Ailsas theme this week is “circles” (click here to see hundreds more)
It made me think back to our recent road trip across the out back of Australia. The windmills are a dominant feature of the landscape. Without them nothing would survive. They tap into that life-giving force, water. This is a dry and arid country and subject to long periods of drought conditions but, ironically, there is a huge underground source of water, the Great Artesian Basin.
“The Great Artesian Basin provides the only reliable source of freshwater through much of inland Australia. The basin is the largest and deepest artesian basin in the world, stretching over a total of 1,711,000 square kilometres (661,000 sq mi), with measured temperatures ranging from 30°C to 100°C. It underlies 23% of the continent, including most of Queensland, the south-east corner of the Northern Territory, the north-east part of South Australia, and northern New South Wales. The basin is 3,000 metres (9,800 ft) deep in places and is estimated to contain 64,900 cubic kilometres (15,600 cu mi) of groundwater. The Great Artesian Basin Coordinating Committee (GABCC) coordinates activity between the various levels of government and community organisations.” (information from Wikipedia)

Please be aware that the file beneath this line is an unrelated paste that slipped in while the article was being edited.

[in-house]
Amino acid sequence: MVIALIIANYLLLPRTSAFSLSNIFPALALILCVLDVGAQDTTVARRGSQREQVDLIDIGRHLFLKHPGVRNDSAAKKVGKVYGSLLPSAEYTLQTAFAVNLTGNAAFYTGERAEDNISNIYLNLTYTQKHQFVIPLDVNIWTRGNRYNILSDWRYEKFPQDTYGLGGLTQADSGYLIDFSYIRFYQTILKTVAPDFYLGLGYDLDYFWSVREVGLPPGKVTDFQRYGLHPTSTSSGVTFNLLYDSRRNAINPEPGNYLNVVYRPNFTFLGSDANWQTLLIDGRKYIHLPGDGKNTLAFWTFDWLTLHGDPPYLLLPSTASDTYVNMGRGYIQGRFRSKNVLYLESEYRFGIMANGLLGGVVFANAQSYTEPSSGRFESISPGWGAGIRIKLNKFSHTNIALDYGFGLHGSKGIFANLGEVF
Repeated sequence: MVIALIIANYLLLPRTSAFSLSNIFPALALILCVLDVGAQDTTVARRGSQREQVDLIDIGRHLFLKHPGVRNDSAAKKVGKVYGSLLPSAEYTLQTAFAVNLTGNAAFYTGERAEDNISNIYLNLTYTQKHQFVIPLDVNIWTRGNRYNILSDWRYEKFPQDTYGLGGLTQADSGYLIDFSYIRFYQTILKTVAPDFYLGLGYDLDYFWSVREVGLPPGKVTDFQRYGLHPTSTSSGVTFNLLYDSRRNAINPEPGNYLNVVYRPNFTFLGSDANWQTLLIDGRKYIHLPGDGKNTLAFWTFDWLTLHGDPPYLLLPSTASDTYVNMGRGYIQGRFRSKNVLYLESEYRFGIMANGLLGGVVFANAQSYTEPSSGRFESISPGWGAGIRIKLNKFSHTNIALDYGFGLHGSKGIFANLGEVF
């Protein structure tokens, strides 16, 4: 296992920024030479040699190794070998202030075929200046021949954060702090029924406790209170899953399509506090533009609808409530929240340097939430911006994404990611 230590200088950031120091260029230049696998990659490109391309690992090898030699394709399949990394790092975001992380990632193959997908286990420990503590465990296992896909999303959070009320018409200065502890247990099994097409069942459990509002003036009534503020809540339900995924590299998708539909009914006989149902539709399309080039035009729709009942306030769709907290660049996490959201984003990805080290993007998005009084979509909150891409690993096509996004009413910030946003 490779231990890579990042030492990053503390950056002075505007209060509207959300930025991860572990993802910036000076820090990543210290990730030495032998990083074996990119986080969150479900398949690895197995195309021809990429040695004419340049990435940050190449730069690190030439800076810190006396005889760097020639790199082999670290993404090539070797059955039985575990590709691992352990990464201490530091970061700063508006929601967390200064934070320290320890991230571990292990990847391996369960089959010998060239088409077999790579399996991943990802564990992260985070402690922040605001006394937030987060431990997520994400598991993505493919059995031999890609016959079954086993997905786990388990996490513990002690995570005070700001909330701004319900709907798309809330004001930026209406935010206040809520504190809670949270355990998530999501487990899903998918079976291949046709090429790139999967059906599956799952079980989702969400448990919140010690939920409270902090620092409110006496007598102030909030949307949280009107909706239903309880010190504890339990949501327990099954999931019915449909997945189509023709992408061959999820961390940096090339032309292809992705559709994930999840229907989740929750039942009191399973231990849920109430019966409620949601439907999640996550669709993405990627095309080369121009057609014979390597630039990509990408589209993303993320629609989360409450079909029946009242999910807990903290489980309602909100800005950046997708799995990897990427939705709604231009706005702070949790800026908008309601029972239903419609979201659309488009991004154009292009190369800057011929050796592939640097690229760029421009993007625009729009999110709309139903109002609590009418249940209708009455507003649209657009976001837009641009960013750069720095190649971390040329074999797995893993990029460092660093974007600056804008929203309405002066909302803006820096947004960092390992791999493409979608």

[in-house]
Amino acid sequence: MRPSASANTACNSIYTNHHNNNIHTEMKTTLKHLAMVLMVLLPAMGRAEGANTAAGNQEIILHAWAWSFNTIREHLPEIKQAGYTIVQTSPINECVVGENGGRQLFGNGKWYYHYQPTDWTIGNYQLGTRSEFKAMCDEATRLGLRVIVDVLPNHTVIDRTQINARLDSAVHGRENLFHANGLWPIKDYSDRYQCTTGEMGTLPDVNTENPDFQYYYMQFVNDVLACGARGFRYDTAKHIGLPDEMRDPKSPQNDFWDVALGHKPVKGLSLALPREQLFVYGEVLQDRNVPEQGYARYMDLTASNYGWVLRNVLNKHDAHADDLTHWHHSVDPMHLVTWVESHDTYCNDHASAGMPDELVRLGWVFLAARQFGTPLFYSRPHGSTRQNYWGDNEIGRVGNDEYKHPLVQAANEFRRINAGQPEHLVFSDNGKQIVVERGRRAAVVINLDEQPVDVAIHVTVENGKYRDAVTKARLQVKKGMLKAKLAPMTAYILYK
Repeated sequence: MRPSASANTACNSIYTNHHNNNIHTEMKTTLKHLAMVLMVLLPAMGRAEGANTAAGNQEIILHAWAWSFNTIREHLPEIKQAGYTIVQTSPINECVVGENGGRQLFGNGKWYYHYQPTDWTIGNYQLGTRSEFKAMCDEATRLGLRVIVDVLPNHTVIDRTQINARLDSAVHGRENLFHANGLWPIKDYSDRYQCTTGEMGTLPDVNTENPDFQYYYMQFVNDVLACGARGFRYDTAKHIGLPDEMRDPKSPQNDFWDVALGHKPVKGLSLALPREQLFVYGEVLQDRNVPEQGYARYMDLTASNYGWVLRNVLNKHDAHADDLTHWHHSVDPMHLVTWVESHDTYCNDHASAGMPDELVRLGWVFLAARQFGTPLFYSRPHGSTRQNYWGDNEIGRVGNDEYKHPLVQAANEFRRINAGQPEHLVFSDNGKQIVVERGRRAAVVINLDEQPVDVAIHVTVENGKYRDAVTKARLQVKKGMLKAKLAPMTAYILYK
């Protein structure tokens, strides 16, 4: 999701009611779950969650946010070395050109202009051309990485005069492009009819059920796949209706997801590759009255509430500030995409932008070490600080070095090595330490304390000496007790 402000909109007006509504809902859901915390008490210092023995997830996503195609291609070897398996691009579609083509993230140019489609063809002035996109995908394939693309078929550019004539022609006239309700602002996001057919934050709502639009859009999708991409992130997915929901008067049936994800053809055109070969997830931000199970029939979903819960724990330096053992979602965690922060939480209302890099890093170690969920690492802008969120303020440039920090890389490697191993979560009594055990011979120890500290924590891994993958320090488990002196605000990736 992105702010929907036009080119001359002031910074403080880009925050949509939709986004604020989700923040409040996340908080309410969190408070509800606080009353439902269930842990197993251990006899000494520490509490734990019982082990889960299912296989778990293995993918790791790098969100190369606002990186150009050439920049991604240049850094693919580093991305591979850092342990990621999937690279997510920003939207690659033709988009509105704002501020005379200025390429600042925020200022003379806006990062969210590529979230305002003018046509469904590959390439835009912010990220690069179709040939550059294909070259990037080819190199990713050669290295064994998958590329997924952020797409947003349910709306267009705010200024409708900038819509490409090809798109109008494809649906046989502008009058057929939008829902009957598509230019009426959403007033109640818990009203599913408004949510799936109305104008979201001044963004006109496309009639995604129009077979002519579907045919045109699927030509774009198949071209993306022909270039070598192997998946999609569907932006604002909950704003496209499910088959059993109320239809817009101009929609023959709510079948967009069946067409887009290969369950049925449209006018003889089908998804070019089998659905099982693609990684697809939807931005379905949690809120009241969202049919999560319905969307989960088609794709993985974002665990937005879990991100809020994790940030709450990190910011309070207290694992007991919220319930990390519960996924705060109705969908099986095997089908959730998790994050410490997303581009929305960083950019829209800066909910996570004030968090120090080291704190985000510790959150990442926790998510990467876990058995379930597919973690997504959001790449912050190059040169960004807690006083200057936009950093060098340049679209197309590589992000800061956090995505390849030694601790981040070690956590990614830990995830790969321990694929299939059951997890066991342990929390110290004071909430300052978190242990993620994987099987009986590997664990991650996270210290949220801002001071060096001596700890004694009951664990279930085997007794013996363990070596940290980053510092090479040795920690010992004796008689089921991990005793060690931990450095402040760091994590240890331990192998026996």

When this water source was tapped by the use of windmills and wind power it made it possible to provide water to raise stock and create the huge stations that dominate the outback.